Rare Plants and Trees
The original owner of the Merion property, Joseph Lapsley Wilson, planted over 200 species of trees between the 1880s and 1922, when Albert and Laura Barnes purchased the land. Several of the rarer varieties, including many from Asia, were acquired after the 1876 Centennial Exposition that took place in Philadelphia. A selection of trees remain from these original plantings, such as the fern-leaf beech (Fagus sylvatica 'Laciniata'), which typically grows in much of Europe before giving way to the Oriental beech that populates parts of Asia. Also remaining is a large honey locust (Gleditsia triacanthos), a late-spring bloomer that is native to North America.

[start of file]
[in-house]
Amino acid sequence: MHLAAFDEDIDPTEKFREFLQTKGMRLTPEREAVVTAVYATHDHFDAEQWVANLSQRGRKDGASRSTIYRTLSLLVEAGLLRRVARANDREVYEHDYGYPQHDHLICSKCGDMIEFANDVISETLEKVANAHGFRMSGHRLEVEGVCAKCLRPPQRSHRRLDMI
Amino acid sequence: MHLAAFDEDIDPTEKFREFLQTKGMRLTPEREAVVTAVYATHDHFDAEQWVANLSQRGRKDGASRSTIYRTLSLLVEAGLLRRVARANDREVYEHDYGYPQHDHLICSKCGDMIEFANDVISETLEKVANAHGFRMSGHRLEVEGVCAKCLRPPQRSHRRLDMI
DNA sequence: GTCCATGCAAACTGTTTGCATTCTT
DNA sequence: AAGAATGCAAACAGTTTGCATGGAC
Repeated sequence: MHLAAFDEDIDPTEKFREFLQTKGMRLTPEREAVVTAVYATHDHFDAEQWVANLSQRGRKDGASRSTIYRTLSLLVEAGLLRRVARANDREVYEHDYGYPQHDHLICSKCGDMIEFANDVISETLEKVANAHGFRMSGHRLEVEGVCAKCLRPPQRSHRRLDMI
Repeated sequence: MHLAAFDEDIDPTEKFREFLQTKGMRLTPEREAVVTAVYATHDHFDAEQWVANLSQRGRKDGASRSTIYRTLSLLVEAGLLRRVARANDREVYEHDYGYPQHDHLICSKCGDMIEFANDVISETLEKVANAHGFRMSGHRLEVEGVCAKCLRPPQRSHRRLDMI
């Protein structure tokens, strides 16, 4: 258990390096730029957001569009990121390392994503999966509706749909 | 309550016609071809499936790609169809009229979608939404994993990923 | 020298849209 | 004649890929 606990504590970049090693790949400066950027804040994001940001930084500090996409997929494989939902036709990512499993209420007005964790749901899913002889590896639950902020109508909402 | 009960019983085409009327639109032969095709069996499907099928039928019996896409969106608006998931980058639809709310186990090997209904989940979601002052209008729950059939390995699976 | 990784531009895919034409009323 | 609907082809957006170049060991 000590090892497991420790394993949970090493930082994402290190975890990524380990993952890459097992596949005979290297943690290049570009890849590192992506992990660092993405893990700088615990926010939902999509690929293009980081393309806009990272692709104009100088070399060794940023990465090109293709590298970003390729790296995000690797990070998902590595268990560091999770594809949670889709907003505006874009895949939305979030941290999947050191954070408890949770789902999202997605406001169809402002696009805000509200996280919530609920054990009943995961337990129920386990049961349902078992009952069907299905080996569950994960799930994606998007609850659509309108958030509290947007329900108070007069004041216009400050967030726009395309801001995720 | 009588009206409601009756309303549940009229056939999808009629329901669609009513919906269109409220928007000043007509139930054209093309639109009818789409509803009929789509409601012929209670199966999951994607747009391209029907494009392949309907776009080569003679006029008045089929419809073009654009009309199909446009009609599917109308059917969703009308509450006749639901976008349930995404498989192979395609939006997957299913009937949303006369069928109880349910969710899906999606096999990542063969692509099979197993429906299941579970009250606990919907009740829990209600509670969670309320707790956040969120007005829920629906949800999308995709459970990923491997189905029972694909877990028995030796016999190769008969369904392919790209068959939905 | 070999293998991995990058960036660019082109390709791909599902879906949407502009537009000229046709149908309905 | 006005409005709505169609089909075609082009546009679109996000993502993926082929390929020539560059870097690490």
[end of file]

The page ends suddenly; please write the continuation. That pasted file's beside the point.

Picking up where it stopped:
Under the directorship of Mrs. Barnes, the arboretum gained other rare trees and plants. The unusual appearance of the monkey-puzzle tree (Araucaria araucana), which is native to South America's Andes range and a relative of the Norfolk Island pine, has made it a visitor favorite. The arboretum's redwood (Sequoia sempervirens), typically found amid the coastal forests of Northern California, is a rare sight in these parts.